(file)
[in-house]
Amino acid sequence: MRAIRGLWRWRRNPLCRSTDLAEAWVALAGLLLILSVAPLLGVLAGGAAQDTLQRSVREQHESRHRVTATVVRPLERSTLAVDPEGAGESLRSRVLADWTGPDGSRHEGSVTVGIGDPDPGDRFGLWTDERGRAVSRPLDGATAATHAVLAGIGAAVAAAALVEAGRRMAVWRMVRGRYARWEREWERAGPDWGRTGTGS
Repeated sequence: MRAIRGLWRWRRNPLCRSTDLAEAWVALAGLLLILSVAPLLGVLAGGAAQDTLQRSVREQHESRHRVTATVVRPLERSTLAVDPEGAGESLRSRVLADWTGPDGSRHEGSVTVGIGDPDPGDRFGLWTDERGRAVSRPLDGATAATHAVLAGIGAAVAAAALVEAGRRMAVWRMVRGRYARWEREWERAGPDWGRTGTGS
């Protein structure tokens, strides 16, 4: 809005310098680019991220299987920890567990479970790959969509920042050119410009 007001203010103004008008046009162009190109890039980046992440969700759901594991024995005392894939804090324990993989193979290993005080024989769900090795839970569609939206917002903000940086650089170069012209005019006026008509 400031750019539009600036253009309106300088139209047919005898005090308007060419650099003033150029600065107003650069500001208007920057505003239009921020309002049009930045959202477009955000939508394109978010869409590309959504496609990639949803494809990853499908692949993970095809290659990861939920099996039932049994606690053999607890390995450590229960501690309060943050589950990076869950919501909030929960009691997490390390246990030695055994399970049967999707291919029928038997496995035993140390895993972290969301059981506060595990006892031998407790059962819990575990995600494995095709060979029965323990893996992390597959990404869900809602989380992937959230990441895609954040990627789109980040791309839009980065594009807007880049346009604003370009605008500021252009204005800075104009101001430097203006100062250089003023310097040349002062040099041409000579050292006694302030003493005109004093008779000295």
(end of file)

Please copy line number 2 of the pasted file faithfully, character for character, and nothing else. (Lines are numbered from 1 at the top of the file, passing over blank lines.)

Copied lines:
Amino acid sequence: MRAIRGLWRWRRNPLCRSTDLAEAWVALAGLLLILSVAPLLGVLAGGAAQDTLQRSVREQHESRHRVTATVVRPLERSTLAVDPEGAGESLRSRVLADWTGPDGSRHEGSVTVGIGDPDPGDRFGLWTDERGRAVSRPLDGATAATHAVLAGIGAAVAAAALVEAGRRMAVWRMVRGRYARWEREWERAGPDWGRTGTGS